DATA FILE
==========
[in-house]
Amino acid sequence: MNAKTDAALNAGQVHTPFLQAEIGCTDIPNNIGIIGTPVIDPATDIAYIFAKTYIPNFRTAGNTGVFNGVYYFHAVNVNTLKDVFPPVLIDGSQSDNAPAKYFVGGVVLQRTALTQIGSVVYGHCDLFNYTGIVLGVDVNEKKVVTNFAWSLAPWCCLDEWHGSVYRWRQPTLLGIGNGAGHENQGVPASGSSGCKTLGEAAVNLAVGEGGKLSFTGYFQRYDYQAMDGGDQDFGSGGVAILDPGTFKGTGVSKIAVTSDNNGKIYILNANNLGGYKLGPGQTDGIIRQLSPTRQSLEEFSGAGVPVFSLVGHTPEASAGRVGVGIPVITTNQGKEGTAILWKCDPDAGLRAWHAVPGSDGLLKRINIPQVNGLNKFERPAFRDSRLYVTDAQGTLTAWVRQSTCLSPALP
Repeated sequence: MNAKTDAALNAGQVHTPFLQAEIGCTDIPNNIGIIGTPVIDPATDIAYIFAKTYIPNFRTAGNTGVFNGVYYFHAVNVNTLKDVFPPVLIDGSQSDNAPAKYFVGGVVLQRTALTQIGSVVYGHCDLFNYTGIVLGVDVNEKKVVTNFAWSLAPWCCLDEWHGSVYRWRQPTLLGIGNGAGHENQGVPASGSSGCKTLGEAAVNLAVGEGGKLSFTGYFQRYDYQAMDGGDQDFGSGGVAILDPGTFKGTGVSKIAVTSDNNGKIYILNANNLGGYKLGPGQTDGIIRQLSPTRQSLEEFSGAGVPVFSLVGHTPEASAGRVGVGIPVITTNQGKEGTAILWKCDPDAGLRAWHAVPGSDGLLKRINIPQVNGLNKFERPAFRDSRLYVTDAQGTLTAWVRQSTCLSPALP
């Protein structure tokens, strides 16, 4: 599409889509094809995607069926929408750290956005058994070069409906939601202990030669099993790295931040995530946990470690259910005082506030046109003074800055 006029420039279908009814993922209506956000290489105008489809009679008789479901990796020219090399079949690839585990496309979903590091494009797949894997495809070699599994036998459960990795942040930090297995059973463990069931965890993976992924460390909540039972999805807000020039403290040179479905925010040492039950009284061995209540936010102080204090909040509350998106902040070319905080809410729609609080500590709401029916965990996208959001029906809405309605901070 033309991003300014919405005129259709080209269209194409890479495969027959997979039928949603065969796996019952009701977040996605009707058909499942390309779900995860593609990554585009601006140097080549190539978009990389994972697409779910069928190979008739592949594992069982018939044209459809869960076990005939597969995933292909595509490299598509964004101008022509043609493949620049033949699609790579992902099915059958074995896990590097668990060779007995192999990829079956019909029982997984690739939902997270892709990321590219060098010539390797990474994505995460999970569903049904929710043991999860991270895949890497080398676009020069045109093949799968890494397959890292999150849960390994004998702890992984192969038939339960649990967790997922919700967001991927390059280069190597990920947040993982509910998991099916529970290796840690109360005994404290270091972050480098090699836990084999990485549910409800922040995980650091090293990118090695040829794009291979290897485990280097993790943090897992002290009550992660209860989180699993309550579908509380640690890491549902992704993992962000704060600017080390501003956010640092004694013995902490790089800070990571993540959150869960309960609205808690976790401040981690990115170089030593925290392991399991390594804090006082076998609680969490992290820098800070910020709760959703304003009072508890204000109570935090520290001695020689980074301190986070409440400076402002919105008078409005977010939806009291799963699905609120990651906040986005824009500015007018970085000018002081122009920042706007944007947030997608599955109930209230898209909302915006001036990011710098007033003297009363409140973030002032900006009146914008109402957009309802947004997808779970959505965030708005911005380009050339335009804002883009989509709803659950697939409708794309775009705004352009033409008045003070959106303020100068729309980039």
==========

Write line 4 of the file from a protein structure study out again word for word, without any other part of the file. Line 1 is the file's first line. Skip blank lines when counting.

């Protein structure tokens, strides 16, 4: 599409889509094809995607069926929408750290956005058994070069409906939601202990030669099993790295931040995530946990470690259910005082506030046109003074800055 006029420039279908009814993922209506956000290489105008489809009679008789479901990796020219090399079949690839585990496309979903590091494009797949894997495809070699599994036998459960990795942040930090297995059973463990069931965890993976992924460390909540039972999805807000020039403290040179479905925010040492039950009284061995209540936010102080204090909040509350998106902040070319905080809410729609609080500590709401029916965990996208959001029906809405309605901070 033309991003300014919405005129259709080209269209194409890479495969027959997979039928949603065969796996019952009701977040996605009707058909499942390309779900995860593609990554585009601006140097080549190539978009990389994972697409779910069928190979008739592949594992069982018939044209459809869960076990005939597969995933292909595509490299598509964004101008022509043609493949620049033949699609790579992902099915059958074995896990590097668990060779007995192999990829079956019909029982997984690739939902997270892709990321590219060098010539390797990474994505995460999970569903049904929710043991999860991270895949890497080398676009020069045109093949799968890494397959890292999150849960390994004998702890992984192969038939339960649990967790997922919700967001991927390059280069190597990920947040993982509910998991099916529970290796840690109360005994404290270091972050480098090699836990084999990485549910409800922040995980650091090293990118090695040829794009291979290897485990280097993790943090897992002290009550992660209860989180699993309550579908509380640690890491549902992704993992962000704060600017080390501003956010640092004694013995902490790089800070990571993540959150869960309960609205808690976790401040981690990115170089030593925290392991399991390594804090006082076998609680969490992290820098800070910020709760959703304003009072508890204000109570935090520290001695020689980074301190986070409440400076402002919105008078409005977010939806009291799963699905609120990651906040986005824009500015007018970085000018002081122009920042706007944007947030997608599955109930209230898209909302915006001036990011710098007033003297009363409140973030002032900006009146914008109402957009309802947004997808779970959505965030708005911005380009050339335009804002883009989509709803659950697939409708794309775009705004352009033409008045003070959106303020100068729309980039």